Four Potential LGBT Candidates Poised to Seek Quinn’s Seat
With the 2013 election for the term-limited seat of lesbian City Council Speaker Christine Quinn still more than a year away, four possible candidates are now contemplating a run to succeed her in representing the 3rd Council District. And if identifying as LGBT is an asset in this largely gay district, all four of these potential contenders fit the bill.
"I haven't made a formal declaration of candidacy. I want to gauge interest and put the infrastructure in place, but 2013 is a long way away," said Corey Johnson, chair of Community Board 4. "People want to get through the presidential and other administrative races before they focus on municipal races."
Should Johnson decide to run, he is ready. The New York State Board of Elections notes that he officially registered an exploratory committee, Corey for Council.
Johnson has been an activist since he came out at age 16 when he was co-captain of his high school football team in Massachusetts. "It turned into a big story, and put me on the path to be involved in LGBT activism on the national level," said Johnson. "When I moved to New York more than a decade ago, I got deeply involved in the community. I believe I have a track record on all the issues that effect the neighborhood and the community, from maintaining a high quality of life, having confidence in the school system, and feeling like they are represented against the moneyed interests."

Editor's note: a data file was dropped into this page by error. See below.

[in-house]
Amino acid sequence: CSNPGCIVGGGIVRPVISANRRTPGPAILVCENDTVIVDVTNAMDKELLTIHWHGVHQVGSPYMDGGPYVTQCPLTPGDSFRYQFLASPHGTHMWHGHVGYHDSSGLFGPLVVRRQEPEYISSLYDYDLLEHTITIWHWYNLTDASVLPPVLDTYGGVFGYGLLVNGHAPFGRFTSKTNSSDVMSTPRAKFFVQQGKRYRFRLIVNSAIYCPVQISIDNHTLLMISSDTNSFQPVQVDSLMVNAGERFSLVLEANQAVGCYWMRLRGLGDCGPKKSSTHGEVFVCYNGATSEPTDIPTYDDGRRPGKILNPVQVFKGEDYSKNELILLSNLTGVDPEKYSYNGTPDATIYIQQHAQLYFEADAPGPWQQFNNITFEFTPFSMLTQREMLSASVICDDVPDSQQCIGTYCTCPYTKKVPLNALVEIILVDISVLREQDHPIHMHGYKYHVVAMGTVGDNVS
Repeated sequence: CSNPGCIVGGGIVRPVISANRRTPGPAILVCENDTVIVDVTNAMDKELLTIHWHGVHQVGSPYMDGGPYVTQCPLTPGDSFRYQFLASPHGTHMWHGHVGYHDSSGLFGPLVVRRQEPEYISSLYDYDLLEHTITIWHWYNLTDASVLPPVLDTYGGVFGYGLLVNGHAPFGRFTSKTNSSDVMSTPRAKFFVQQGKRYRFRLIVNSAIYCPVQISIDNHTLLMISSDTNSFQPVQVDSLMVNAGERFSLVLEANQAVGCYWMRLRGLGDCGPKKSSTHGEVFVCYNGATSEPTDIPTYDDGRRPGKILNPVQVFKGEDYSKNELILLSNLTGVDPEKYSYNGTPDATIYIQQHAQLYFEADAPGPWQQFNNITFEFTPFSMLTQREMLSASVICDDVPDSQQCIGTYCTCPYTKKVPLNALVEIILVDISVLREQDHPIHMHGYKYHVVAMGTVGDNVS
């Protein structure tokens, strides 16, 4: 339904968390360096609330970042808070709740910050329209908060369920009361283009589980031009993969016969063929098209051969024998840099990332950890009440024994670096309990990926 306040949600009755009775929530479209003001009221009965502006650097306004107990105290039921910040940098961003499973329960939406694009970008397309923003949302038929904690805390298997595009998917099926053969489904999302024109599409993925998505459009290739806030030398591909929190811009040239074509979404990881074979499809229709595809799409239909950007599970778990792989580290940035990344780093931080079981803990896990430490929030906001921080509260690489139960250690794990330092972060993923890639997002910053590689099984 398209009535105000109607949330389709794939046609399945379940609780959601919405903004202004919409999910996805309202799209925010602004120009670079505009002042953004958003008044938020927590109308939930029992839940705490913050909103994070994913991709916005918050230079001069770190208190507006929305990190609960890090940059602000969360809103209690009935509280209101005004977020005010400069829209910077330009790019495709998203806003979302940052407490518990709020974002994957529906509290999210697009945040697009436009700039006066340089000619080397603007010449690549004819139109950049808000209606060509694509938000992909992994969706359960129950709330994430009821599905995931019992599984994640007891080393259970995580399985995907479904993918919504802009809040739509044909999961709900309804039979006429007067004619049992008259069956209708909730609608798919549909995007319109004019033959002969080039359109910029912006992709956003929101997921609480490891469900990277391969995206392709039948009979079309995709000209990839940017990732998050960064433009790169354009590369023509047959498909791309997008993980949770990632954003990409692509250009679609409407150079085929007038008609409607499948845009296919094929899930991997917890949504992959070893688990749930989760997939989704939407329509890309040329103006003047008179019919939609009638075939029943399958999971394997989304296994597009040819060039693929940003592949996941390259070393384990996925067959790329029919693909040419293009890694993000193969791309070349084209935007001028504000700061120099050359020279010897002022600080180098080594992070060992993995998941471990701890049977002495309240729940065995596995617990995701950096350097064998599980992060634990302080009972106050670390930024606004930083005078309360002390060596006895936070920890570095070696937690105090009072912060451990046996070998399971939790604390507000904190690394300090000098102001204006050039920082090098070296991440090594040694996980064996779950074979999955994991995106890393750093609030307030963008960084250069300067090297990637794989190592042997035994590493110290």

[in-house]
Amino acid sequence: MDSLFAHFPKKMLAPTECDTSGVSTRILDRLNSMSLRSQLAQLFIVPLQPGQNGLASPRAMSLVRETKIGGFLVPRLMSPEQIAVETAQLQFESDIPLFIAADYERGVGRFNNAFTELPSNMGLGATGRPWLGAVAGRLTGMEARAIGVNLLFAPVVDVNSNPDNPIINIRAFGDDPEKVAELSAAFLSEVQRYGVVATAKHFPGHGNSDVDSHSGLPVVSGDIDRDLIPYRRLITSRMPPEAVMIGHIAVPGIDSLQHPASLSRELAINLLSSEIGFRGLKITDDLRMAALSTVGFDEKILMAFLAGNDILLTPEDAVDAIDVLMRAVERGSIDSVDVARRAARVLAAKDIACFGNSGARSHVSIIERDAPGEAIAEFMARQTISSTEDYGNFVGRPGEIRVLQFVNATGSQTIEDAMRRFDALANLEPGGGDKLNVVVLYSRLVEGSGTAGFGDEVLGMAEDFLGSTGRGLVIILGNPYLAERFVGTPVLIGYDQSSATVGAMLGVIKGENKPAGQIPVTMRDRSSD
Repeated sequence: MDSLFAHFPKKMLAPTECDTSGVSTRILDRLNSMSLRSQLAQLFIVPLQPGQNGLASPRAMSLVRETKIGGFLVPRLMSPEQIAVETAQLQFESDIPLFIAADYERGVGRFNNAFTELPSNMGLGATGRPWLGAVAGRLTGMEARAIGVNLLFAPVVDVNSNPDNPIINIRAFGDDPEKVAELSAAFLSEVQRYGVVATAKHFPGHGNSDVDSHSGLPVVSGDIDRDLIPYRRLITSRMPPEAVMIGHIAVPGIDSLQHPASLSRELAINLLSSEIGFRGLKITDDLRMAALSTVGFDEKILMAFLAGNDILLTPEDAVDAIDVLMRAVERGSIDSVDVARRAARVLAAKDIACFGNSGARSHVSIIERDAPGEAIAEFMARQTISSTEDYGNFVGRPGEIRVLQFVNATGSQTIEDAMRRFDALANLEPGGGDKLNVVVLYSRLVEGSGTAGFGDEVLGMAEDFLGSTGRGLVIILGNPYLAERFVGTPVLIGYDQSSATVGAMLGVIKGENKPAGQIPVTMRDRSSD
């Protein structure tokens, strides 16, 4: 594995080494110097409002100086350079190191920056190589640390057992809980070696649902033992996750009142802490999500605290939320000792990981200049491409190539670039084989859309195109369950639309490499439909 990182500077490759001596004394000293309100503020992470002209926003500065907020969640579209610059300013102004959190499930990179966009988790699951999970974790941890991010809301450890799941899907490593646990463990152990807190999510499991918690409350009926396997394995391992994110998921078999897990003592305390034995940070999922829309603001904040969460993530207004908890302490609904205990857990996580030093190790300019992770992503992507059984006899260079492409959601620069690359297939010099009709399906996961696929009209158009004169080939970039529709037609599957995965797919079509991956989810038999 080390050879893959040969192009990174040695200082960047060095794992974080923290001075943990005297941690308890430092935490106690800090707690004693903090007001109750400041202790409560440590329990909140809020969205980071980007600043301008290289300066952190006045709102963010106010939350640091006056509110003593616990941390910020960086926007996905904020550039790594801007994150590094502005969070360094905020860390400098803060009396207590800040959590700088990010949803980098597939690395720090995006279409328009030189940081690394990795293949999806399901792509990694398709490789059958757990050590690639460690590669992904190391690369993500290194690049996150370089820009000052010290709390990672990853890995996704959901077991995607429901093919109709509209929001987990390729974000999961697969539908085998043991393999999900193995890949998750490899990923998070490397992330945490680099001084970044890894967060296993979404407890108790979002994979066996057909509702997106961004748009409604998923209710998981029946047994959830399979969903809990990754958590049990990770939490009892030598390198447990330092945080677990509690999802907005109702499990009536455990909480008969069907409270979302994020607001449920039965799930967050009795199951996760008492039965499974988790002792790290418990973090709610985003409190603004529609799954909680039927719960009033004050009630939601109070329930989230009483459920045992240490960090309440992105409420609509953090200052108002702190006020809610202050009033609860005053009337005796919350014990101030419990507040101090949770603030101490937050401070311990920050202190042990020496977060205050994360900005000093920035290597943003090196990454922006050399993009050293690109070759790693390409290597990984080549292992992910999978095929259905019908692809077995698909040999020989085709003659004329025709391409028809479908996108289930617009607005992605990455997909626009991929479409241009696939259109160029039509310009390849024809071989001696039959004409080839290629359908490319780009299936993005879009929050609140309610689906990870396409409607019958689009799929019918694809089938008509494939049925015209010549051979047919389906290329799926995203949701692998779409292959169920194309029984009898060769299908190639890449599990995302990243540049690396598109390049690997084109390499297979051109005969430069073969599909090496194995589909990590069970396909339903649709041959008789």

Also contemplating a run is lesbian attorney Yetta Kurland, who faced off against Quinn in a three-way primary in 2009. She won a respectable 31 percent of the vote in spite of the incumbent's edge.
A crowd of supporters and well-wishers gathered at Kate's Joint on the Lower East Side on Wednesday to help Kurland celebrate her birthday and raise funds for her candidacy's exploratory committee.